Protect our Green Wedge Shire

A photo of our stunning Green Wedge landscape, taken from the Maroondah Aqueduct Trail in Kangaroo Ground.

Our stunning Green Wedge landscape, taken from the Maroondah Aqueduct Trail in Kangaroo Ground.
Photo of Ben RamcharanProtect our Green Wedge Shire logo

Protect our Green Wedge Shire

We choose to live here in Nillumbik’s Green Wedge so we can be close to nature. Here, we are able to experience the peace of our natural environment, surrounded by so many special species of plants and animals, all while being only a short drive from the city.

The Green Wedge is a huge part of why we love where we live.

There is so much that Council can do to protect and enhance the Green Wedge and this needs to be one of our priorities in Nillumbik.

What is the Green Wedge?

Melbourne has 12 Green Wedges, which form a ring around our city. They help break up areas of growth and provide our city with clean air, water, agricultural land and stunning tourist destinations. The existence of Green Wedges means that no matter where you are in Melbourne, you’re never more than a half-hour’s drive away from beautiful scenery and the natural environment. It also means that locals can be close to nature without having to live hours away from the city.

Nillumbik is the most intact of Melbourne’s 12 Green Wedges and we want to keep it that way.

The local community has always rallied strongly to protect the Green Wedge and this is why the Nillumbik Green Wedge is the most intact of Melbourne’s Green Wedges. However, Nillumbik’s Green Wedge is again under threat and we need to continue the fight to protect it or we could lose what we love about our home.

Why is the Green Wedge Under Threat?

The Green Wedge is under threat from a wide variety of factors. In order to ensure strong management of the Green Wedge, Nillumbik Council is required by the State Government to implement a Green Wedge Management Plan. Our previous Green Wedge Management Plan was valid until 2025 but last year, the current council made the decision to completely rewrite it. The steady loss of vegetation and biodiversity in Nillumbik indicated the need for a stronger plan but last year’s rewrite made it much weaker.

Over 700 people wrote submissions to Council last year when the Green Wedge Management Plan was being rewritten. 80% of these submissions objected to the new plan on environmental grounds and while some concessions were made, Council still pushed ahead with the new plan, which weakened Green Wedge protections drastically.

If elected, I will work towards a full review of the new Green Wedge Management Plan to make sure that it prioritises protecting the environment.

The current council have approved a number of inappropriate developments in the Green Wedge. An example of this was Pigeon Bank Road in North Warrandyte, where Council approved the construction of a house which would have seen at least 746 trees lost. But thankfully, the local community fought back and went as far as the Supreme Court before the developer pulled out, saving the crucial habitat on that plot of land. While some development is appropriate in the Green Wedge, it must be subject to strict guidelines to minimise vegetation loss and protect the Green Wedge for future generations.

Each development that takes place in the Green Wedge means trees lost. Over time, our Green Wedge stands the risk of death by 1000 cuts.

Another significant risk to our Green Wedge is invasive species such as deer, rabbits and foxes, which damage native vegetation and destroy habitats. Current methods to control these species are inhumane and are simply not working. In the Green Wedge, we have the opportunity to lead the way in pioneering new, more effective methods of managing these species. You can find my stance on invasive species here.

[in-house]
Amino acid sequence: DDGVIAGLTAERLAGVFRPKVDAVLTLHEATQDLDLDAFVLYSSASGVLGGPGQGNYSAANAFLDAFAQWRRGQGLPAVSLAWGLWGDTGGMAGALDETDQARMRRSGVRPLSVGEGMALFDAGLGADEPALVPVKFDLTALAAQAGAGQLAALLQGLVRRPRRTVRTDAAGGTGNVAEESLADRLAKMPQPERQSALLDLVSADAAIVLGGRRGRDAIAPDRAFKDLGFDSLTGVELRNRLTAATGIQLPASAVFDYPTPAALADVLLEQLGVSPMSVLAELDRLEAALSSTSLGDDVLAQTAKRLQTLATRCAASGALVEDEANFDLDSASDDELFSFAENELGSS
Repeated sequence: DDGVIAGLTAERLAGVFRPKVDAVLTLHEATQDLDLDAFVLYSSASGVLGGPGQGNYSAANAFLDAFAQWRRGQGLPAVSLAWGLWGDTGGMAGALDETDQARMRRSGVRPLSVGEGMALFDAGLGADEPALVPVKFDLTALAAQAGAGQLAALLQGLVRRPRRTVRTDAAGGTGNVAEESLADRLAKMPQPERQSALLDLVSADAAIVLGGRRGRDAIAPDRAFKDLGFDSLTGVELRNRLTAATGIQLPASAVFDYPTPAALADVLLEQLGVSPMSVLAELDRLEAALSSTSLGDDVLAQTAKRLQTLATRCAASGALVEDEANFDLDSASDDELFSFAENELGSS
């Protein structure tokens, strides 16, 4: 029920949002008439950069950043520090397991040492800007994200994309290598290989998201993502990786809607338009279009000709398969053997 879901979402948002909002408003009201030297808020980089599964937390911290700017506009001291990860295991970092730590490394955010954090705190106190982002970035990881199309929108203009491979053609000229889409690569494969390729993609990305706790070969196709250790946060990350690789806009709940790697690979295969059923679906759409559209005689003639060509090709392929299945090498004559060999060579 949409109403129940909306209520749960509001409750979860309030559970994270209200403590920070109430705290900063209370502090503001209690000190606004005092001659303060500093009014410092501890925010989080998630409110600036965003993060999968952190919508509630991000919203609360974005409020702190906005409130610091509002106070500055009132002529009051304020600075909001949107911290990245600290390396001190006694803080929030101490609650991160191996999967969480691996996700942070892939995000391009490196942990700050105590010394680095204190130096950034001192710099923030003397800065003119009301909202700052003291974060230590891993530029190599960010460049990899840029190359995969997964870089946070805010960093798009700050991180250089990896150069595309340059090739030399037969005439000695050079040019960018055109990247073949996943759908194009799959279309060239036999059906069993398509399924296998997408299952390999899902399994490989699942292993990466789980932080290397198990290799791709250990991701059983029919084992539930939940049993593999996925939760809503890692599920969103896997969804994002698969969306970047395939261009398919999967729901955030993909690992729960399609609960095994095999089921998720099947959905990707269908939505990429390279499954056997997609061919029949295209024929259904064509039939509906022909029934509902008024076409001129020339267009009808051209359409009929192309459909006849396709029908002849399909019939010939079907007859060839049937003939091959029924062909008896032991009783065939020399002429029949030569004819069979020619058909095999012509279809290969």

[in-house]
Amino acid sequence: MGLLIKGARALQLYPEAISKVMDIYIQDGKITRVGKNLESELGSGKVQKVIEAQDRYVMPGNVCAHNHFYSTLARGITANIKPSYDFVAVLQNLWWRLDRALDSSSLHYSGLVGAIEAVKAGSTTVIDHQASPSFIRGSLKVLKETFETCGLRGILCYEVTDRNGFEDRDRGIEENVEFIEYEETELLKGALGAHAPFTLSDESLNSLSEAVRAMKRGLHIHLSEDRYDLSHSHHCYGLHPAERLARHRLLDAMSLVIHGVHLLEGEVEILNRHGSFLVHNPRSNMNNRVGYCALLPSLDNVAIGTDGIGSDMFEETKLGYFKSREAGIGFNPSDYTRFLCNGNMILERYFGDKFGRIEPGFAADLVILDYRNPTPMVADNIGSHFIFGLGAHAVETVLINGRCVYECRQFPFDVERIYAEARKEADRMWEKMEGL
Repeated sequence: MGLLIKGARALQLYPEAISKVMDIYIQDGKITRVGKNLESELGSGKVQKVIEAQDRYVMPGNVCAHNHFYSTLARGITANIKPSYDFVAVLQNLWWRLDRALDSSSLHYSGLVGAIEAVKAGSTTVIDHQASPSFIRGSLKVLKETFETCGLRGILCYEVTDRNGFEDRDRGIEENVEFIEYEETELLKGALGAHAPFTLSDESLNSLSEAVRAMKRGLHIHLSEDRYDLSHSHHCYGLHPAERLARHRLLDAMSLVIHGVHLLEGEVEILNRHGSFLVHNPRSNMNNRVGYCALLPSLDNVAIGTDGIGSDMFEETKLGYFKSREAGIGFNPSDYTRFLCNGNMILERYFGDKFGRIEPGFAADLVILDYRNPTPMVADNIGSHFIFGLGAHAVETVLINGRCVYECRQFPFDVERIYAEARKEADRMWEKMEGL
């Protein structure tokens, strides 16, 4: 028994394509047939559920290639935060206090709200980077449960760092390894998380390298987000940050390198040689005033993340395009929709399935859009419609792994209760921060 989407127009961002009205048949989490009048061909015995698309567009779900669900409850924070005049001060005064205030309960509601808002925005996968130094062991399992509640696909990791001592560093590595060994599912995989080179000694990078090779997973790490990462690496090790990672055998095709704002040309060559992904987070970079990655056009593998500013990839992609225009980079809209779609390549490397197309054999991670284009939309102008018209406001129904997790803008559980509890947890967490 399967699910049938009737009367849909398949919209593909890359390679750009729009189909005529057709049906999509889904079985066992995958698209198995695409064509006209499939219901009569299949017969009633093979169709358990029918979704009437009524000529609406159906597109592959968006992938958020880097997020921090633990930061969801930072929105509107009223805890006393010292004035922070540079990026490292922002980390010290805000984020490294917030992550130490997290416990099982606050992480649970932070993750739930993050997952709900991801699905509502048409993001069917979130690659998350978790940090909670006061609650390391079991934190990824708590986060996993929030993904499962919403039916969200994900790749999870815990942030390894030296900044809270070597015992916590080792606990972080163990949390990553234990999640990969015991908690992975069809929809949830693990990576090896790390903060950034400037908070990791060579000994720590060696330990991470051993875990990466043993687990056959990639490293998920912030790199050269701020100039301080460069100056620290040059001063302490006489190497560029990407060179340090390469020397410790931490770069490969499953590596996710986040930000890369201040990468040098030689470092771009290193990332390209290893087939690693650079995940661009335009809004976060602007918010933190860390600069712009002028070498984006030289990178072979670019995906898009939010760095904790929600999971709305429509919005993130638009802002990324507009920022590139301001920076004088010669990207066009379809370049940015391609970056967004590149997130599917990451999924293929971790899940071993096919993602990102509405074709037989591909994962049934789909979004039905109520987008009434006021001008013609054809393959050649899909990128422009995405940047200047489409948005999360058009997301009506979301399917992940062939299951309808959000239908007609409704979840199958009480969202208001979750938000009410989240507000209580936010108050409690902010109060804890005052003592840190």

There are many more threats to our Green Wedge, including fire, illegal clearing, Climate Change, litter and pollution. These all need expert attention and to make this happen, we need a strong Council who will put the environment front and centre. By strengthening Council’s Green Wedge Management Plan, we can increase our ability to tackle the current threats and to encourage revegetation and enhanced biodiversity in the area.

My Vision for the Green Wedge

As a councillor, I will work with the local community so we can create a shared vision for the future of the Green Wedge – a vision which we can all agree on, where we can get the best use and enjoyment out of our land and where we share the responsibility of protecting our precious local environment.

We may each have a slightly different vision of what Green Wedge protection looks like but one thing we have in common is that we love where we live and we want to protect it. By working together, we can do just that and my job as a councillor will be to facilitate this.

By finding a shared vision for our Green Wedge, we can create a strong plan to protect it that we can all get on board with.

Council’s opportunities to protect the Green Wedge are endless but they include:

  • Performing local character assessments of Green Wedge land to create enforceable standards for local planning
  • Reintroducing programs to provide indigenous plants to landowners to help them revegetate their land freely
  • Supporting local Landcare and Friends groups
  • Controlling invasive species to limit damage to habitat
  • Ceasing Council’s use of harmful pesticides such as glyphosates and providing incentives for landowners to use less damaging alternatives.
  • Removing weeds and revegetating public land where appropriate
  • Taking measures to reduce litter and pollution in our Green Wedge
  • Improving enforcement to stop illegal clearing and dumping
  • Assisting locals with gardening and permaculture
  • Facilitating the establishment of public community gardens